World Wrap

India weathers weekend storm, but questions remain on pilgrims’ stampede

Indian officials halt search for stampede victims after weekend of disaster, Iranian leader says nuclear talks in Geneva could be productive, hopefully, and migrants are rounded up in Moscow after a violent protest targeted them this weekend. Today is Monday, October 14, and this is the World Wrap, brought to you by @dwbronner.

A woman cries next to the body of a victim killed in a stampede near Ratangarh temple in Datia district in the central Indian state of Madhya Pradesh, October 13, 2013.  REUTERS/Stringer

Stampede, cyclone plague India. Indian officials counted at least 115 pilgrims dead in a stampede that broke out among 150,000 pilgrims gathered at India’s Ratangarh temple in the central state of Madhya Pradesh on Sunday before announcing the end of their search:

Devotees thronging towards the temple across a long, concrete bridge panicked when some railings broke, triggering the stampede, Dilip Arya, a deputy inspector general of police, told Reuters. Many victims were crushed by the crowd while others drowned when they fell or jumped into the fast-flowing Sindh river, swollen by heavy rain. “The death toll has increased to 115 and the rescue operation is over,” Arya said. Most of the dead were women and children. Many pilgrims were injured and in hospital, Arya said. Rescuers had combed the river in the hunt for victims.

Sunday’s incident marks the second deadly stampede at the holy site in seven years. In February, 36 Hindu pilgrims were killed in a charge at the world’s largest religious festival. Some victims blamed police for fuelling the panic by using sticks in an effort to control the crowd. Indian officials were praised for their handling of another disaster that hit India over the weekend:

Nobel Committee surprises with peace prize decision

Nobel Peace Prize goes to chemical weapons watchdog, Lebanese poor attempt dangerous escapes, and decorated activist Malala Yousafzai faces criticism from home. Today is Friday, October 11, the U.N.’s international day of the girl child. Here’s the World Wrap, brought to you by @dwbronner.

A U.N. chemical weapons expert, wearing a gas mask, holds a plastic bag containing samples from one of the sites of an alleged chemical weapons attack in the Ain Tarma neighborhood of Damascus, August 29, 2013. REUTERS/Mohamed Abdullah

And the award goes to… The Nobel Prize Committee announced on Friday that the Organization for the Prohibition of Chemical Weapons (OPCW) has been awarded the 2013 peace prize. The organization sent a team of experts to investigate a poison gas attack that killed more than 1,400 Syrians in August:

Egyptian police orchestrated Mursi’s downfall

A Reuters report finds that Egypt’s police drove Mursi’s ouster, Libyan PM is kidnapped and promptly released, and exiled Iranian dissidents consider going home. Today is Thursday, October 10, and this is the World Wrap, brought to  you by @dwbronner.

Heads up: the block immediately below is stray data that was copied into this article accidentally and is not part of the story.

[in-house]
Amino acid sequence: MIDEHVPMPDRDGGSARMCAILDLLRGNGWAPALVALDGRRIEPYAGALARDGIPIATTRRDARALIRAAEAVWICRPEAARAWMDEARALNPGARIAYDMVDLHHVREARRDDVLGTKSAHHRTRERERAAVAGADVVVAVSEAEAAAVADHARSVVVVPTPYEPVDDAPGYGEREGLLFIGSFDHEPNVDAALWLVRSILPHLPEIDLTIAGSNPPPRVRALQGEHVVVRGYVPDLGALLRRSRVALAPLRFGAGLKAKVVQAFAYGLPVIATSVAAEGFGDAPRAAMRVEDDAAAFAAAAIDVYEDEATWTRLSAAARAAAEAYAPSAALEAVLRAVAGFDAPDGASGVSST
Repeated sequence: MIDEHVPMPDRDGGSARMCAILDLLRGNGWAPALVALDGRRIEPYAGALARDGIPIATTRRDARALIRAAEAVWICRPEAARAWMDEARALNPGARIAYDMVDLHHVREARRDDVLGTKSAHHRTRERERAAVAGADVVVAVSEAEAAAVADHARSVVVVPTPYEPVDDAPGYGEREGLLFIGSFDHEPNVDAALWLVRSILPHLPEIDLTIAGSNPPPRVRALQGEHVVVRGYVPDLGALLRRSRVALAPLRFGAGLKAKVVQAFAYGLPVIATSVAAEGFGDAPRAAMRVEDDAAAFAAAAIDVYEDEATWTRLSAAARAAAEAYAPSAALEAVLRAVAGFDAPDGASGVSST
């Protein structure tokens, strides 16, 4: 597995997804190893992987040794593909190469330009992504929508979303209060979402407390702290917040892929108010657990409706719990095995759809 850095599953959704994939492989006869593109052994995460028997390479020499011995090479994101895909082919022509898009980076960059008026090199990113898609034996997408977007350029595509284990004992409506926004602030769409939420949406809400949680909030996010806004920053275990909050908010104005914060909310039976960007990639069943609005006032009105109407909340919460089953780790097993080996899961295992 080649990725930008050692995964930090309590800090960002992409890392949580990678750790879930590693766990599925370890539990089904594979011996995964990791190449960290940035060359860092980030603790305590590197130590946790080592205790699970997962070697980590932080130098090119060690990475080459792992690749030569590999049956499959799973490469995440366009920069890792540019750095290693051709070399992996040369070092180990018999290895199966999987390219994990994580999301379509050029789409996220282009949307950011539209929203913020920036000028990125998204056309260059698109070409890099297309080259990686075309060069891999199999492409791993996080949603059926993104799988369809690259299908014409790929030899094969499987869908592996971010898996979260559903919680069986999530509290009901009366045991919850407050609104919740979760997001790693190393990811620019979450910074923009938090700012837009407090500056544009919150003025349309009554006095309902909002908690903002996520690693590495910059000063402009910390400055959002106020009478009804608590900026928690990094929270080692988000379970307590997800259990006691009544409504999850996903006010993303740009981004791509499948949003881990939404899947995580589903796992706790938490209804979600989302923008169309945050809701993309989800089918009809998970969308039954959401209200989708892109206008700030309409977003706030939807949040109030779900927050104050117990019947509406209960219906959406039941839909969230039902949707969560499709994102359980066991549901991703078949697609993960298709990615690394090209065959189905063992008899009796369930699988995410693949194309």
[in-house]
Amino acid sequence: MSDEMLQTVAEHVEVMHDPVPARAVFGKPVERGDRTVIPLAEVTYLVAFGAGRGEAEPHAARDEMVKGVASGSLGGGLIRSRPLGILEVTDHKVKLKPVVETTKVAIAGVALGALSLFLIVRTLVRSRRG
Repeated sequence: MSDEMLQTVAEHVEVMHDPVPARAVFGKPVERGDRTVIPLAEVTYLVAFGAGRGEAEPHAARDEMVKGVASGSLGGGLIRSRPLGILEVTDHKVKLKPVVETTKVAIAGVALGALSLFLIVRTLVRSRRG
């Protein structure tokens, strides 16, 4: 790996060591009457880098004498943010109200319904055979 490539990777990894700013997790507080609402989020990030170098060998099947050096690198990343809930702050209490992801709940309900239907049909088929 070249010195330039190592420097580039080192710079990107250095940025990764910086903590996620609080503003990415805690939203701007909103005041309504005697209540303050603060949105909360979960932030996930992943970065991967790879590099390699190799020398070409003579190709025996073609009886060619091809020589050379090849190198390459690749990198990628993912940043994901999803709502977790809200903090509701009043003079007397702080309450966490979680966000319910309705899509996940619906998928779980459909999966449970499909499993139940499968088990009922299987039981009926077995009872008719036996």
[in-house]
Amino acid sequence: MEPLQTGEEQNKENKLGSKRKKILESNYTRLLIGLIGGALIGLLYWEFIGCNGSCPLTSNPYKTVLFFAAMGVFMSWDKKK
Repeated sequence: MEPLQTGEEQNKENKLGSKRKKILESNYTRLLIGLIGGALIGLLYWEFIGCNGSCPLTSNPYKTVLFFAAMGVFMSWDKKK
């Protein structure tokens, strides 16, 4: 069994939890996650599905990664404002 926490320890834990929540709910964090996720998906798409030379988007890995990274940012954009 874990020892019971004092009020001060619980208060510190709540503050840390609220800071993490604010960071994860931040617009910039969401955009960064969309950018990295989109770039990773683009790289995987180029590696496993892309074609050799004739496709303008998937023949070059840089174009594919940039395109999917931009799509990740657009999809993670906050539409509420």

Members of the Muslim Brotherhood and supporters of ousted Egyptian president Mohamed Mursi shout slogans against the military and interior ministry as they march towards Rabaa al-Adawiya, during a protest named “Friday of Loyalty to the Blood of the Martyrs” at Cairo’s Nasr City district, September 13, 2013. REUTERS/Amr Abdallah Dalsh

Police plot. On January 28, 2011, a group of Muslim Brotherhood leaders staged a violent prison break in Egypt’s Wadi el-Natroun desert, prompting several others across the nation and leaving 200 policemen and security officers dead. Egypt’s Interior Ministry, in charge of Egypt’s state security, riot and other police, has not forgiven the Brotherhood for shedding police blood and, according to a Reuters special report, was the driving force behind former Egyptian President Mohamed Mursi’s overthrow:

Saudi Arabia simmers over U.S.-Iran communication

Riyadh upset with Washington’s moves in the Middle East, Mursi’s trial set for November, and businessmen stay away from dangerous investments in Russia. Today is Wednesday, October 9, and this is the World Wrap, brought to you by @dwbronner.  

U.S. Defense Secretary Chuck Hagel (L) has coffee with Saudi Deputy Minister of Defense Prince Fahd bin Abdullah bin Mohammed bin Abdulrahman upon his arrival at King Khalid International Airport in Riyadh, April 23, 2013. REUTERS/Jim Watson/Pool

Keep your friends close. Washington’s overtures to Tehran could shake the U.S.’s longstanding friendship with Saudi Arabia, which adds the recent direct communications between President Obama and his Iranian counterpart to a long list of grievances against its Western ally:

Darfur’s gold mines complicate conflict